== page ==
Female Warriors

A reconstruction of the Scythian warriors in battle (Cernenko & Gorelik, 1989, Plate F). Female Scythian warriors were known for their prowess at war.

Female Kurdish warriors.

Scythian Inscription

A Scythian inscription from Kurdistan, scratched in hieroglyphic signs; about two third of which can be identified with Hieroglyphic Hittite characters.

The text is transliterated as :

pa-tì-na-sa-nà tà-pá wa-s₆-na-m₅ XL was-was-ki XXX ár-s-tí-m₅ ś₃-kar-kar (HA) har-s₆-ta₅ LUGAL | par-tì-ta₅-wa₅ ki-ś₃-a₄-á KUR-u-pa-ti QU-wa-a₅ | i₅-pa-ś₂-a-m₂

it is transcripted as:

patinasana tapa. vasnam: 40 vasaka 30 arzatam šikar. UTA harsta XŠAYAL. | Partitava xšaya DAHYUupati xva|ipašyam

and translated as following:

"Delivered dish. Value: 40 calves 30 silver šiqlu. And it was presented to the king. | King Partitavas, the masters of the land property."

Scythian mythology and Yazdanism

Yazdanism is a conventional name for the pre-Islamic religion of the Kurds, before it developed into three branches of Ezidism, Yarsanism and Alevism, now practiced by small communities in central, southern and northern Kurdistan, respectively. A peculiarity of these religions which they share together and basically originates from Yazdanism is belief in a heptad of divine beings. In Ezidism for instance, the world is in the care of a Heptad of seven Holy Beings, often known as Angels or heft sirr (the Seven Mysteries). Preeminent among these is Tawûse Melek or Melek Tawus, literally meaning ''The peacock angel''.

In Scythian mythology, which is sporadically known through Greek sources, a heptad of seven deities are worshiped, greatest of all being ''Tabithi'' or ''Tabiti'' who was ''queen of animals'' and ''godess of fire''.

Besides the resemblance of the name which fully corresponds with Kurdish historical phonology (b> w, θ>s, hence: Tabithi > Tawus), both divinities have smiliar characters: being the greatest of the heptad and queen of animals (peacock has been often described as such).

One more amazing similarity is that in the Scythian mythology, the heptad divinities each represent a planet, as in Ezidism in which each divinity has been created in a week-day, (week-day names basically represent planets).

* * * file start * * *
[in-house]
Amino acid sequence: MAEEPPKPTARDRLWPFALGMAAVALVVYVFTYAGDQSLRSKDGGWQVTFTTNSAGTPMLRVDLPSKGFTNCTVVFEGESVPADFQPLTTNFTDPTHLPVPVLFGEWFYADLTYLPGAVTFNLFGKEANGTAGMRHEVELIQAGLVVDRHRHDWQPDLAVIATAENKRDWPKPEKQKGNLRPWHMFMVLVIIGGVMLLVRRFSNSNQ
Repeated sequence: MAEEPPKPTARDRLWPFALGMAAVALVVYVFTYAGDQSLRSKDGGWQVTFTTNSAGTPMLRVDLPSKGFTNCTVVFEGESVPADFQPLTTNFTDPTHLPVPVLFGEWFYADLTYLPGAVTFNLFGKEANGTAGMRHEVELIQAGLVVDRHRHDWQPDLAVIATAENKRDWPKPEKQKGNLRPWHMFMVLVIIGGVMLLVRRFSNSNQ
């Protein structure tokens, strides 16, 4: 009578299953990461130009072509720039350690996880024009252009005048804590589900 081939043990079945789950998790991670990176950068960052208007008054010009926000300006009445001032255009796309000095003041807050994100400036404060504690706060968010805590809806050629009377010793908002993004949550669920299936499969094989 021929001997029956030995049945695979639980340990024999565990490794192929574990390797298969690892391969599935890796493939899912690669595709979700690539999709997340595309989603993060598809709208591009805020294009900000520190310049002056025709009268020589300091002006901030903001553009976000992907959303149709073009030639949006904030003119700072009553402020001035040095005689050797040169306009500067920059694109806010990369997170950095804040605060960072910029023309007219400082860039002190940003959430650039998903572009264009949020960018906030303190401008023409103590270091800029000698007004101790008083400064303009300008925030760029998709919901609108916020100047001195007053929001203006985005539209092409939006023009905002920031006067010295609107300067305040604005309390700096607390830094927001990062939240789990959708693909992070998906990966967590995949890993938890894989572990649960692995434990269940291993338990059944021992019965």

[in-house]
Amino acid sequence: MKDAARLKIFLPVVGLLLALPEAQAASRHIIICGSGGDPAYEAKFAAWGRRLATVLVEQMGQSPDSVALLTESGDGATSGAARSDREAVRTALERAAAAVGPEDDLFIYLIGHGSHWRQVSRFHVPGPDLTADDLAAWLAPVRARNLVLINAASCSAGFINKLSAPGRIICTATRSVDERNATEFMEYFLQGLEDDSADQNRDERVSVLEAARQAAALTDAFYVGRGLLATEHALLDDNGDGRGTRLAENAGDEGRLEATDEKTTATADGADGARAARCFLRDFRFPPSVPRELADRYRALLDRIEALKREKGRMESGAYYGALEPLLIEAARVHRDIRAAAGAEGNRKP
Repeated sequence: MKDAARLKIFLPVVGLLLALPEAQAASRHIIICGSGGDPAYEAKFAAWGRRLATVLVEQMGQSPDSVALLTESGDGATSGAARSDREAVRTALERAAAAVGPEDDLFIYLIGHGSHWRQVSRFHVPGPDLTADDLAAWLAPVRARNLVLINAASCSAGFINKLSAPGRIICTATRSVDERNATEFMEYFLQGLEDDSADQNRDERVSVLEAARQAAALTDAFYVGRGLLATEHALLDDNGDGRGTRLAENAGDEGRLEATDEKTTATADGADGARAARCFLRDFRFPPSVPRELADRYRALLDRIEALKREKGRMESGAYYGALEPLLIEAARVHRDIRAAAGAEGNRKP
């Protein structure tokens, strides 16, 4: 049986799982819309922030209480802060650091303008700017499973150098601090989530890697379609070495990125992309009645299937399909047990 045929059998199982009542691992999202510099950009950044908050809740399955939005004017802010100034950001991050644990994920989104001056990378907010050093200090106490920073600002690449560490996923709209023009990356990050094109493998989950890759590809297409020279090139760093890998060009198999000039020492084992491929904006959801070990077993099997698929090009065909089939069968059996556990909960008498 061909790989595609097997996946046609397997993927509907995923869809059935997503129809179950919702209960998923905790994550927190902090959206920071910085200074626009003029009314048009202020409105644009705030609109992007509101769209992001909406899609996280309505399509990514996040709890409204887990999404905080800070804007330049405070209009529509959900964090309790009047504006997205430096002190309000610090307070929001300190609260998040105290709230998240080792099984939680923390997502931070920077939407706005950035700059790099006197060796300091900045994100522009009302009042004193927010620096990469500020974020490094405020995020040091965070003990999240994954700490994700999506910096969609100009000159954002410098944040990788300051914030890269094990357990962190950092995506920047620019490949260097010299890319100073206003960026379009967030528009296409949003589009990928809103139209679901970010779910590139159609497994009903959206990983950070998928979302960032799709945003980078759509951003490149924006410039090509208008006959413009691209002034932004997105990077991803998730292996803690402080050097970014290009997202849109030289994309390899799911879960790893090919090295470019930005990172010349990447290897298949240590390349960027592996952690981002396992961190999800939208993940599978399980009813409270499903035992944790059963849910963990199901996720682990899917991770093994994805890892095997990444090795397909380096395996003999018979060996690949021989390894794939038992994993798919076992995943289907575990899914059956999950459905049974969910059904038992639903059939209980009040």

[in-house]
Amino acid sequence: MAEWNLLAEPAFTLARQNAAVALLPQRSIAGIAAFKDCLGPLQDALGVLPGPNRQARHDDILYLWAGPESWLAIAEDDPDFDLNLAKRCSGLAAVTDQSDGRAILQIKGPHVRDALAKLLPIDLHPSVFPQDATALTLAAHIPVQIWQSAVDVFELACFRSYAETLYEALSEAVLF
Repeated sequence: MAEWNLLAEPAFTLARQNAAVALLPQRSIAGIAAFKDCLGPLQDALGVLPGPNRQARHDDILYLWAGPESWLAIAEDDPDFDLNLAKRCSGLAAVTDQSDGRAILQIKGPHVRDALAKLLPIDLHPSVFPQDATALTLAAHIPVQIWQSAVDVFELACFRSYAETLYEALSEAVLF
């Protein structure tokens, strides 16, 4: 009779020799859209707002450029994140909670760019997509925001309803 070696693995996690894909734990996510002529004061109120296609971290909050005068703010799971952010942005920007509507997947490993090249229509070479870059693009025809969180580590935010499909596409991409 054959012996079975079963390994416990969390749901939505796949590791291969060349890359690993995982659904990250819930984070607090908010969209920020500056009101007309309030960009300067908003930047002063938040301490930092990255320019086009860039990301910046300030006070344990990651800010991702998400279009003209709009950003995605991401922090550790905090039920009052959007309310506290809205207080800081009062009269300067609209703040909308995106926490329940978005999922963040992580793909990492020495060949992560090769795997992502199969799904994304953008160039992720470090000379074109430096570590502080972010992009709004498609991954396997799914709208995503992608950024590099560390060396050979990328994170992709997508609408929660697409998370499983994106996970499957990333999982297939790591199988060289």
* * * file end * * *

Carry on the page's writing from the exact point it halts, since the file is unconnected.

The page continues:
Another Scythian goddess, "Api", depicted as having snakes instead of legs (image), precisely corresponds with the famous Kurdish mythological character, "Shameran". 

The Scythian dynasty of Adiabene

Above is the relief at Batas, depicting King Izates II (ruled ca. 36-62 A.D) of the Scythian dynasty of Adiabene, in what is nowadays Southern Kurdistan. Its capital was Arbela (Arbil) and included Garmakan (Garmian/Kirkuk), Duhok, Mosul, Shyarzur (Sharazur) etc.

King Izates II who is wearing a pointed tiara with a headband or diadem, ordered the carving after the unexpected retreat of the Parthian king, Vologases I, who had marched against him but had been forced to abandon the campaign when nomadic Dahi and Sacae (Scythian-related peoples) invaded the northeast of the Parthian empire.

The Parthians and Armenians called the kingdom "Nor-Shirakan", after the powerful ruling dynasty of Shirak, who were a well-known Scythian people. During Sassanid period, the kingdom was ruled by the "Suren" clan, who were related to both Scythians and Parthians. Both Shiraks and Surens have left substantial toponyms after themselves in Kurdistan.

Other inhabitants of Adiabene were Alans, Orontes (Rawands), Azones (Hazwans) and Silices (Selekei/Silki or Sidkan), these tribes are still there, in Kurdistan.

In the middle Persian language, the old Persian term "Saka", which meant ''nomad'' and was a generic term for Iranic-speaking non-Zoroastrian nomads (i.e. Scythians), had been replaced by "Kurd" (nomad)، which paved its way even into Arabic. After Muslim Arabs conquered the area in the 7th century, the Adiabane Kurds, (Arabic: ''Akrad al-Hadiab''), gradually expanded their dominion northwards to the areas around lake Urmia, taking Ushnu as their summer capital. They ruled the area for a while but later split to a few branches, spreading across Azerbaijan (at times Turks still had not invaded Azerbaijan), and Caucasus. Saladin the renowned Muslim ruler was descendant of one of the Adiabene tribal branches.

Saladin the Kurd, a descendant of the Adiabene Scythians.

Pointed hats

Scythians are known with and are shown on the ancient relics wearing pointy hats.
Kurds also have traditionally been known for their pointy hats.

Kurdish militia 1896

Kurds from Southern Caucasus (Armenia), 1840

Kurds 1840s

Kurds 1885

Kurdish warrior 1800s

Kurdish cavalryman, 17th century, showing a mounted cavalryman wielding a spear. From an unidentified 17th century German work

Representives of Kurdish costumes from six different geographical locations.

The list of images goes on, and give us a clear clue about Kurds traditional pointy hats.